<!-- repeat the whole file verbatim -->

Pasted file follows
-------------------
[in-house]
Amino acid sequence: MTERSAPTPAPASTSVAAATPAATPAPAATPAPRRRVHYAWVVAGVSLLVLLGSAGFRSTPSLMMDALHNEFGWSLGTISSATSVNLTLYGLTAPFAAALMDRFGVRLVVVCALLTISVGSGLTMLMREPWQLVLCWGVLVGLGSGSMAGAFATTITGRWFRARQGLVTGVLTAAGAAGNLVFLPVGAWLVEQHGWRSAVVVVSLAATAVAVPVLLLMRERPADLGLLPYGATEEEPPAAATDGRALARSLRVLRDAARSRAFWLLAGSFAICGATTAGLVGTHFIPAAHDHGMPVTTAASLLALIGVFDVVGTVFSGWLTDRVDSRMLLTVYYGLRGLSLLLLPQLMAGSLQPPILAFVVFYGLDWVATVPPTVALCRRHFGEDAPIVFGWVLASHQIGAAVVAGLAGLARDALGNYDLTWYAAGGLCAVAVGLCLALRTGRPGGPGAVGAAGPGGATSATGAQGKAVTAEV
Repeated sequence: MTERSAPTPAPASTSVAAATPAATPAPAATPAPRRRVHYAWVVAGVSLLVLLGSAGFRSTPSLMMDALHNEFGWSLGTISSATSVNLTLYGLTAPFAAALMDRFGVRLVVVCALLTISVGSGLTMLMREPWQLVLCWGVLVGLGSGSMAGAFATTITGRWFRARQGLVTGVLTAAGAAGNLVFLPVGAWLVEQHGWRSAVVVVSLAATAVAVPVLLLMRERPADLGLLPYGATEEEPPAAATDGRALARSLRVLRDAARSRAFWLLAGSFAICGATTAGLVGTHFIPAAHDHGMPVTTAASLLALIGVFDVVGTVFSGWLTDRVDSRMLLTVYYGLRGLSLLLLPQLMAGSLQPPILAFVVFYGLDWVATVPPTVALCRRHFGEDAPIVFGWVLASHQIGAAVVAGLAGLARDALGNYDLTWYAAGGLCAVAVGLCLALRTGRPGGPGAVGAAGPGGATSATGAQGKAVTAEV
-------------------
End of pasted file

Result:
[in-house]
Amino acid sequence: MTERSAPTPAPASTSVAAATPAATPAPAATPAPRRRVHYAWVVAGVSLLVLLGSAGFRSTPSLMMDALHNEFGWSLGTISSATSVNLTLYGLTAPFAAALMDRFGVRLVVVCALLTISVGSGLTMLMREPWQLVLCWGVLVGLGSGSMAGAFATTITGRWFRARQGLVTGVLTAAGAAGNLVFLPVGAWLVEQHGWRSAVVVVSLAATAVAVPVLLLMRERPADLGLLPYGATEEEPPAAATDGRALARSLRVLRDAARSRAFWLLAGSFAICGATTAGLVGTHFIPAAHDHGMPVTTAASLLALIGVFDVVGTVFSGWLTDRVDSRMLLTVYYGLRGLSLLLLPQLMAGSLQPPILAFVVFYGLDWVATVPPTVALCRRHFGEDAPIVFGWVLASHQIGAAVVAGLAGLARDALGNYDLTWYAAGGLCAVAVGLCLALRTGRPGGPGAVGAAGPGGATSATGAQGKAVTAEV
Repeated sequence: MTERSAPTPAPASTSVAAATPAATPAPAATPAPRRRVHYAWVVAGVSLLVLLGSAGFRSTPSLMMDALHNEFGWSLGTISSATSVNLTLYGLTAPFAAALMDRFGVRLVVVCALLTISVGSGLTMLMREPWQLVLCWGVLVGLGSGSMAGAFATTITGRWFRARQGLVTGVLTAAGAAGNLVFLPVGAWLVEQHGWRSAVVVVSLAATAVAVPVLLLMRERPADLGLLPYGATEEEPPAAATDGRALARSLRVLRDAARSRAFWLLAGSFAICGATTAGLVGTHFIPAAHDHGMPVTTAASLLALIGVFDVVGTVFSGWLTDRVDSRMLLTVYYGLRGLSLLLLPQLMAGSLQPPILAFVVFYGLDWVATVPPTVALCRRHFGEDAPIVFGWVLASHQIGAAVVAGLAGLARDALGNYDLTWYAAGGLCAVAVGLCLALRTGRPGGPGAVGAAGPGGATSATGAQGKAVTAEV